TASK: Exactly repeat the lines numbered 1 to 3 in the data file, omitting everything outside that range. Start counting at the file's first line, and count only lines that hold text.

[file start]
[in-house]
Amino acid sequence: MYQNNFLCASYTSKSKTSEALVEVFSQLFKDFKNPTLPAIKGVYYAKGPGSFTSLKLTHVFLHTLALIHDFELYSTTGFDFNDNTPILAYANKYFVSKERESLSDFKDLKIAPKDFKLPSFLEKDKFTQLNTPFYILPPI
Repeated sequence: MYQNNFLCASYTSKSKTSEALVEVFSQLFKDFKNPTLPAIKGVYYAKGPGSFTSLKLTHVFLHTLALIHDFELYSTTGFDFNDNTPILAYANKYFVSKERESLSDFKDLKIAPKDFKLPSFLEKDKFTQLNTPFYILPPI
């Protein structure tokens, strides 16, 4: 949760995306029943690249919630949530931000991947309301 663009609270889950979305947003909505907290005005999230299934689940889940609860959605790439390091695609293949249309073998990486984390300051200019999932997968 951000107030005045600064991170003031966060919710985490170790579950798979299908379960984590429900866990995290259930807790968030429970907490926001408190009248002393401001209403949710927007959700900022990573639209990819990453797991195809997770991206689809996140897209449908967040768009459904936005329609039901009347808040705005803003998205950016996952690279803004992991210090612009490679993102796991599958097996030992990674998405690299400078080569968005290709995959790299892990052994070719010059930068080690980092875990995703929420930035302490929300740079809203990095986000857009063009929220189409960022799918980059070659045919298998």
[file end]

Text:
[in-house]
Amino acid sequence: MYQNNFLCASYTSKSKTSEALVEVFSQLFKDFKNPTLPAIKGVYYAKGPGSFTSLKLTHVFLHTLALIHDFELYSTTGFDFNDNTPILAYANKYFVSKERESLSDFKDLKIAPKDFKLPSFLEKDKFTQLNTPFYILPPI
Repeated sequence: MYQNNFLCASYTSKSKTSEALVEVFSQLFKDFKNPTLPAIKGVYYAKGPGSFTSLKLTHVFLHTLALIHDFELYSTTGFDFNDNTPILAYANKYFVSKERESLSDFKDLKIAPKDFKLPSFLEKDKFTQLNTPFYILPPI